Triple Sunscreen SPF 40 hits some high notes, but it isn't quite a slam dunk—particularly not for those with sensitive skin due to its highly fragranced formula (see More Info on how that kind of irritation pro-ages skin).
While the fragrance factor is a gamble for skin, we do give Laneige credit for some things they did very well with this formula. If you're looking for a sunscreen that imparts a luminous glow, Triple Sunscreen SPF 40 does so, in a noticeable, yet not overly sparkly, way. The slight white cast dissipates as the formula absorbs into skin, and you're left with a healthy glow that brightens and enlivens skin.
The lightly hydrating, fluid-cream texture is best for those whose skin falls somewhere between dry and oily, due to the fact that this formula won't be moisturizing enough for someone with very dry skin and the luminosity can be overkill for those with already excessively shiny skin. Triple Sunscreen SPF 40 initially leaves skin looking dewy, but eventually absorbs down to a natural, non-greasy finish.
As far as other notable traits go, we appreciate that Triple Sunscreen SPF 40 comes in an opaque, air-restrictive tube to maintain the stability of the sensitive ingredients in the formula. Unfortunately, it has a few substantial flaws that lead to its lower rating: an unusually strong fragrance and (to add insult to injury) a lack of broad-spectrum sun protection (see More Info for details on its lack of UVA/UVB protection). For superior options that do provide broad-spectrum sun protection and that do not have the shortcomings of this formula, see our top-rated Moisturizers with Sunscreen.
Sunscreens Not Rated "Broad Spectrum": Although this sunscreen may contain ingredients that have the potential to provide broad-spectrum sun protection, it also bears the following warning as part of the Drug Facts labeling: "Skin Cancer/Skin Aging Alert: Spending time in the sun increases your risk of skin cancer and early skin aging. This product has been shown only to help prevent sunburn, not skin cancer or early skin aging."
This product's label indicates that the formula did not meet the broad-spectrum testing requirements of the FDA (U.S. Food and Drug Administration, 2012), so it isn't as anti-aging capable as many other SPF-rated products.
To ensure your sunscreen provides both UVA and UVB protection, it must be labeled "broad spectrum" and must also contain one or more of the following UVA-protecting ingredients listed as "active": avobenzone, titanium dioxide, zinc oxide, Mexoryl SX (ecamsule), or Tinosorb (Journal of the American Academy of Dermatology, 2005).
Strengths: SPF-rated products provide broad-spectrum sun protection; utilization of some intriguing melanin-inhibiting ingredients.
Weaknesses: Highly fragranced formulas put skin at risk of irritation; use of see-through bottles and jar packaging weakens the potency of the beneficial ingredients; claims for “mineral water” don’t stand up to the research; despite a higher-than-average drugstore price point, Laneige products aren’t superior to their competitors.
Laneige is a South Korean brand owned by high-end cosmetics company, AmorePacific. Launched in 1994, the story behind this brand centers around mineral water—which they tend to label “Optimal Mineral Water”—harvested from the snow-clad peaks of the Himalayas. They allegedly spent 20 years perfecting its scientifically engineered properties for skin and, according to Laneige, this “superior water” is the secret to hydrating, protecting, and revitalizing skin.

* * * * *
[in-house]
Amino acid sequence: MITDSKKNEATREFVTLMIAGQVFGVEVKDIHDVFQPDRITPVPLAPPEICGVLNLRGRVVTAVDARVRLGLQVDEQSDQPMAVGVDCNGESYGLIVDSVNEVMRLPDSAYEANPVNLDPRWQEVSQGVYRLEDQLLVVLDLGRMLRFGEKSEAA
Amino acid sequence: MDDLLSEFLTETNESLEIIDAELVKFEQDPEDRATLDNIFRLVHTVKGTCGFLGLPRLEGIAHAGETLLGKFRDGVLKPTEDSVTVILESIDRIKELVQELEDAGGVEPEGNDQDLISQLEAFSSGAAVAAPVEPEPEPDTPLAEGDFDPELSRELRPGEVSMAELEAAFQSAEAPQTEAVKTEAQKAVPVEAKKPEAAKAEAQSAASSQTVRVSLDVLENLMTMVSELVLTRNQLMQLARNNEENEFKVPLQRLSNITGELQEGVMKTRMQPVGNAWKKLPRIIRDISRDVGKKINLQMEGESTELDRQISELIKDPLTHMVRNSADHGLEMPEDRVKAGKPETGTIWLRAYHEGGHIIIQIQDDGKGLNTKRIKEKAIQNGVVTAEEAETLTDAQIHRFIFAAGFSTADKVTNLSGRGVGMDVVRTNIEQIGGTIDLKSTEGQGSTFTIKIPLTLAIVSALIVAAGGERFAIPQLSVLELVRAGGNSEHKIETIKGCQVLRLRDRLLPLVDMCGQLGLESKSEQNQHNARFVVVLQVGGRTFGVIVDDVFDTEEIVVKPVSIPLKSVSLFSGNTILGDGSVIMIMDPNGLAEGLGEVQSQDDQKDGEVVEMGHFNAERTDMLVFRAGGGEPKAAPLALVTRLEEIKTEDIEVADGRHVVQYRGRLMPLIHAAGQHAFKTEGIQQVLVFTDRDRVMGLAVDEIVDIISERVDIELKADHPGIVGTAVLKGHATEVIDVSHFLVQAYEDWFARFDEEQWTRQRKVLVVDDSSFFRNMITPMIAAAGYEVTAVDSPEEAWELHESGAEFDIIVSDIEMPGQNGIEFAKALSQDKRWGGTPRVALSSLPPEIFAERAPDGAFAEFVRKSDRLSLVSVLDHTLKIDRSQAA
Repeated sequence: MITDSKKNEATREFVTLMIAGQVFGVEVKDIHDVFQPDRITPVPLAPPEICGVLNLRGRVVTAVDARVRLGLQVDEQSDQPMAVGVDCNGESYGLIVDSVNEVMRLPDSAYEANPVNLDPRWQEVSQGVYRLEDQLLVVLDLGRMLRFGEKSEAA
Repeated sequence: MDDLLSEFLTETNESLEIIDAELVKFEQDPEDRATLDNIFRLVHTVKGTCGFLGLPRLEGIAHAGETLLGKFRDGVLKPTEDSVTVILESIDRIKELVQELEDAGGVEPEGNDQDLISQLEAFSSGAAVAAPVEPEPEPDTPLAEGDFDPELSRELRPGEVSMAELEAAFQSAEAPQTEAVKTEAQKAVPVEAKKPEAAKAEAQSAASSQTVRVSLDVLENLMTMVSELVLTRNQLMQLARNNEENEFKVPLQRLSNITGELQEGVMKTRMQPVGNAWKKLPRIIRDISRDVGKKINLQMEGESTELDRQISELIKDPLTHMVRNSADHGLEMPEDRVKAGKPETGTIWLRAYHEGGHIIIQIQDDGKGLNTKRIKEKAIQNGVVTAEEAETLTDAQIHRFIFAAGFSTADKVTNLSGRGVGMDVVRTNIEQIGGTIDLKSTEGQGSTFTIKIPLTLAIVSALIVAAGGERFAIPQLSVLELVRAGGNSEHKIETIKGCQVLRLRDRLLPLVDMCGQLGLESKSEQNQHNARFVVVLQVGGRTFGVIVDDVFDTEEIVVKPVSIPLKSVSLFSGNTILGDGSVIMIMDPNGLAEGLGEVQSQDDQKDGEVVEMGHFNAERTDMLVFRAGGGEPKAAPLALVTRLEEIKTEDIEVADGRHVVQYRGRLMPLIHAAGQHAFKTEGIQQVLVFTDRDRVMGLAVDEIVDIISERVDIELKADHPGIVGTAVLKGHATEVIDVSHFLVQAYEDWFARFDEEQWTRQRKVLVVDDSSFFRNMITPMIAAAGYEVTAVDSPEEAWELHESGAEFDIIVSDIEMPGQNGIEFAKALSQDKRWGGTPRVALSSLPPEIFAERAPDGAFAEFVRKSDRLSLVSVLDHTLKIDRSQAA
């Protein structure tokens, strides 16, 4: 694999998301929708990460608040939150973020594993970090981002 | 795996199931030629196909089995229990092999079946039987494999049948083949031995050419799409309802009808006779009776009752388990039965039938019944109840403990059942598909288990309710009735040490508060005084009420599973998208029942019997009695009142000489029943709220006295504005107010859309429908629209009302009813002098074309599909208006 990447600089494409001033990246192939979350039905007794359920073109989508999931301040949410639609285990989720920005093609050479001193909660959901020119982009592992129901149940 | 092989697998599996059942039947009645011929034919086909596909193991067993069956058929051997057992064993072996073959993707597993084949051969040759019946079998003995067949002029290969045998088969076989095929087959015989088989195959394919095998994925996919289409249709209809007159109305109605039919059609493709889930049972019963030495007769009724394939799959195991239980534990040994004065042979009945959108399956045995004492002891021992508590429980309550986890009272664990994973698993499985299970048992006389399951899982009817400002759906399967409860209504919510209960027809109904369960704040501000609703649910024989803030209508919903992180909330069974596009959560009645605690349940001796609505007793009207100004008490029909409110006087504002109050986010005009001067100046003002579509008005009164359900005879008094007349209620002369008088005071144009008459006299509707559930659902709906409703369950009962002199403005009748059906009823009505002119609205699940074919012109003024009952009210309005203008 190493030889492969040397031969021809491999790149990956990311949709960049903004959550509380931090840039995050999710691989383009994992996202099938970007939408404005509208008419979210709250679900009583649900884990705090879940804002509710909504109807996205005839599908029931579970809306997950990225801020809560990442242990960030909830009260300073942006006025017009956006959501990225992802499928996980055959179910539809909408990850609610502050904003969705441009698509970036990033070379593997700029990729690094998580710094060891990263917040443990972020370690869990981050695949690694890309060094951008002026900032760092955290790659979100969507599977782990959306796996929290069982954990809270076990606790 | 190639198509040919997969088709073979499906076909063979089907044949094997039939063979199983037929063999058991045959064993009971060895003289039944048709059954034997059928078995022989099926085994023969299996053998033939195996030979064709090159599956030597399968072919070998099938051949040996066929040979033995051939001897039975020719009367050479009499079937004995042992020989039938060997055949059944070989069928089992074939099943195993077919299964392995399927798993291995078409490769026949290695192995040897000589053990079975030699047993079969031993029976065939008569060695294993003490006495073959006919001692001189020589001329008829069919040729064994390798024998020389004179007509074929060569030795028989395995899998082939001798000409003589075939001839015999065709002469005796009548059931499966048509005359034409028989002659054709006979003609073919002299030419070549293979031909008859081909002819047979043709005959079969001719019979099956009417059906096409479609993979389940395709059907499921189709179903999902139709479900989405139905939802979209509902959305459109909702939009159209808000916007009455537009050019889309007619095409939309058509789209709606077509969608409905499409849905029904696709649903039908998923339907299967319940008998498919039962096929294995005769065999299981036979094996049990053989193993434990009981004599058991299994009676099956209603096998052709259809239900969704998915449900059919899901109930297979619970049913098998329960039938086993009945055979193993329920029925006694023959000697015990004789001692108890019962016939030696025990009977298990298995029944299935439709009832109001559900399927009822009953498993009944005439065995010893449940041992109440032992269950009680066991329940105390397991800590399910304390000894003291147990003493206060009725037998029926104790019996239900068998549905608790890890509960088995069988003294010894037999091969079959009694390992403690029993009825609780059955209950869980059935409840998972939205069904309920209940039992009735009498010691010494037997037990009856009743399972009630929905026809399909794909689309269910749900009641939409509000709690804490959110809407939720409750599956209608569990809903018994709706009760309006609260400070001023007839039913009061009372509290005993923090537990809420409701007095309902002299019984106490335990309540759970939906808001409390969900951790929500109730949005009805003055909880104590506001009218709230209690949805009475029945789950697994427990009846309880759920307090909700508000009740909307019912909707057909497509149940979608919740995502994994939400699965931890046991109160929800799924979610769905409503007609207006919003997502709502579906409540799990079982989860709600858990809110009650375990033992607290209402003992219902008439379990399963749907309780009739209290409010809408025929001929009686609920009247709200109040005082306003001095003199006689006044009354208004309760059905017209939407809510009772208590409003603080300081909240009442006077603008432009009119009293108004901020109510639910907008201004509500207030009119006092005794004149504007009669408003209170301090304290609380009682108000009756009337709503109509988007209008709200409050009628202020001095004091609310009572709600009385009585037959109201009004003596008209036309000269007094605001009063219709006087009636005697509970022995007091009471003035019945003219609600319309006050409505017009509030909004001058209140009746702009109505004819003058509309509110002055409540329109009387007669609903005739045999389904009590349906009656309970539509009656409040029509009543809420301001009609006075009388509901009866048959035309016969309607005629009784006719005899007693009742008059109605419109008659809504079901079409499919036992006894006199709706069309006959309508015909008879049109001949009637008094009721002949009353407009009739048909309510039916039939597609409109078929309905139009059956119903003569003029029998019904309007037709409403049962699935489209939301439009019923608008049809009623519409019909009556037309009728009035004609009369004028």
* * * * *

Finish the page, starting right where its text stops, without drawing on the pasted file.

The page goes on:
Here’s what we really know: All water that’s included in cosmetics, regardless of the source, must go through a rigorous purification process, and there isn’t any research showing that water from any one source is better for skin than water from any other source. More to the point, repairing and hydrating skin is not as simple as adding water. Even Laneige’s highly touted mineral water won’t retain moisture in skin unless the outer barrier is reinforced with ingredients like antioxidants, emollients, and skin-repairing ingredients—all of which are required or the water just evaporates. So, does Laneige deliver in that regard? Yes and no.
The problem is that their products tend to include beneficial ingredients right alongside potentially irritating ingredients (including fragrance), which detracts from what the good ingredients would otherwise be able to do for skin. In some cases, the jar or clear bottle packaging further impedes the potency and stability of the formula because many of the superstar ingredients break down in the presence of air and/or light.
As far as Laneige makeup goes, at the time of this review they sell only a BB cream in the United States, but it is also plagued by the inclusion of potentially irritating ingredients.
In the end, despite their highly touted Korean brand prestige and steeper-than-average mass-market price point (the line is sold at Target stores in the United States), Laneige ends up being more about marketing fluff than what’s actually good for skin. Beyond the mineral water, Laneige products would have merit for their anti-aging prowess, but their inclusion of potential irritants and the use of packaging that compromises the stability of the beneficial ingredients renders the products generally unworthy of consideration.
For more information about Laneige, visit www.us.laneige.com.
The Beautypedia and Paula’s Choice Research teams have one mission: To help you find the best products for your skin, whether they’re from Paula’s Choice or another brand. By combining efforts, we’re able to share scientific research and remain committed to the highest standards based on our decades of experience objectively reviewing thousands upon thousands of skincare and makeup formularies in all price ranges.
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